Claire Kilcoyne
Claire Kilcoyne, Au.D.

Claire Kilcoyne, Au.D.

Claire Kilcoyne, Au.D.
  • Accepting Children: No
  • Accepting New Patients: Yes
  • Accepting Medicare: No
  • Accepting Medicaid/DSHS: No
Insurance Accepted:

Contact this office for accepted insurance plans.

Additional Information:

Dr. Kilcoyne specializes in audiology, hearing loss, vestibular/balance disorders and hearing aids.

Medical School

Pennsylvania School of Optometry & Audiology

Board Certifications

Audiology

Professional Associations:

American Academy of Audiology, American Auditory Society, Academy of Doctors of Audiology, Washington Society of Audiology, Audiology Foundation of American Board of Directors

Additional Information:

Dr. Kilcoyne specializes in audiology, hearing loss, vestibular/balance disorders and hearing aids.

Ten Ways To Recognize Hearing Loss

  • Do you have a problem hearing over the telephone?
  • Do you have trouble following the conversation when two or more people are talking at the same time?
  • Do people complain that you turn the TV volume up too high?
  • Do you have to strain to understand conversation?
  • Do you have trouble hearing in a noisy background?
  • Do you find yourself asking people to repeat themselves?
  • Do many people you talk to seem to mumble (or not speak clearly)?
  • Do you misunderstand what others are saying and respond inappropriately?
  • Do you have trouble understanding the speech of women and children?
  • Do people get annoyed because you misunderstand what they say?

If you or a loved one answered yes to three or more of the above questions, you may want to make an appointment with an otolaryngologist (an ear, nose and throat specialist) and/or an audiologist for a hearing evaluation.

Hearing loss can be caused by ...

Sudden Hearing Loss - What causes it, and what you should know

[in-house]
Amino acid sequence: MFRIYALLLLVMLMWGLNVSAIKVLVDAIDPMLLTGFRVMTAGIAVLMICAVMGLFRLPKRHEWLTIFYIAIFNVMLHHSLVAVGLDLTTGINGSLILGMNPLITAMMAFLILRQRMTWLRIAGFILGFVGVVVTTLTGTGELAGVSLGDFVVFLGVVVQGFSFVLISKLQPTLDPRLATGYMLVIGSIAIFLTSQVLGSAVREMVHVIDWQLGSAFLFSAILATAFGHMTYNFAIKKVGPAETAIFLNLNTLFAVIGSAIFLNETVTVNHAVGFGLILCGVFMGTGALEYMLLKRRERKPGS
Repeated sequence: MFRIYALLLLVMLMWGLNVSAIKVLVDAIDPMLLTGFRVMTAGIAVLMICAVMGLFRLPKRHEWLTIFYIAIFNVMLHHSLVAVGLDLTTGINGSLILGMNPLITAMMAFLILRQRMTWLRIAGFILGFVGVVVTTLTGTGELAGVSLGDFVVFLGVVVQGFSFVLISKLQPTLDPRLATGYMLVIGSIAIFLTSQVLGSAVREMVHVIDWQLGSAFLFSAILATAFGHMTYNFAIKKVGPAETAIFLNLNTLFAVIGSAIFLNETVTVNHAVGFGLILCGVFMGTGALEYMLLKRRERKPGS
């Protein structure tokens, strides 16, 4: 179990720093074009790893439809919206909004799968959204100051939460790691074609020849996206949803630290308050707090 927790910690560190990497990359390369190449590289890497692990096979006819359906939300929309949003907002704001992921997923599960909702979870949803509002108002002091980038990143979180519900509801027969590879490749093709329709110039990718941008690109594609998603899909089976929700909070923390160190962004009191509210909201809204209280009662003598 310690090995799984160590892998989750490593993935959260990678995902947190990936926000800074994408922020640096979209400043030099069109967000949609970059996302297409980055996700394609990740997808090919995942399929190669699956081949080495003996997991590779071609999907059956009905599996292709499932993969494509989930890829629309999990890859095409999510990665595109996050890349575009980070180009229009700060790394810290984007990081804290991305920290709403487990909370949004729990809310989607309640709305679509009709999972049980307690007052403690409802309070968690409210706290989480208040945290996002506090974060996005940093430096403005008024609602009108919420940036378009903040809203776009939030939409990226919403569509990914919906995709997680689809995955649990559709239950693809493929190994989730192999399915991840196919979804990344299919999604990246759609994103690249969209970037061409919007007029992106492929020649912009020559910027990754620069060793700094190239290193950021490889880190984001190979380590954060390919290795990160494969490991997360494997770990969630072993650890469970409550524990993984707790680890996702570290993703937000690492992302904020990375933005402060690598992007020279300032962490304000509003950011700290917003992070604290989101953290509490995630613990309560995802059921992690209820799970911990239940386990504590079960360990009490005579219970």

Sudden hearing loss is a serious condition that needs immediate medical attention. As the name suggests, there is typically no warning, nor is there any way to predict who is at risk. Sudden hearing loss affects about 4000 new cases per year in the United States. It can affect one or both ears. Tinnitus and a feeling of fullness in the ear(s) often accompany the hearing loss.

In all cases, each patient needs to be seen by both an Audiologist and an ENT/Otologist. After taking a history and looking in the patient’s ears to assure that there is no wax causing the problem; a battery of audiometric tests is performed. The purpose of the testing is to determine the degree of the hearing loss and also to determine whether the sudden loss is due to malfunction of the hearing nerve or a problem in the middle ear. Hearing loss due to a problem in the hearing nerve or cochlea is called “sensorineural” and a loss that is caused by a problem in the middle ear is called “conductive.” You can also have a combination of the two, which is called a “mixed loss”. Different medical treatments are used for each of these types of hearing loss.

 

After the hearing testing is completed, and it is determined that the patient has sensorineural hearing loss, the patient is seen by the Physician for assessment and a treatment plan. Treatment often involves steroids, either taken orally or via an injection through the eardrum or both. This treatment is often repeated. During that time, it is important to have serial audiograms to follow any possible changes in hearing thresholds and/or speech discrimination ability.

What is the cause of sudden sensorineural hearing loss (SSNHL)?

It can be caused ....

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Offices

Minor & James Medical - Audiology
515 Minor Ave.
Seattle, WA 98104
Phone: 206-622-9916

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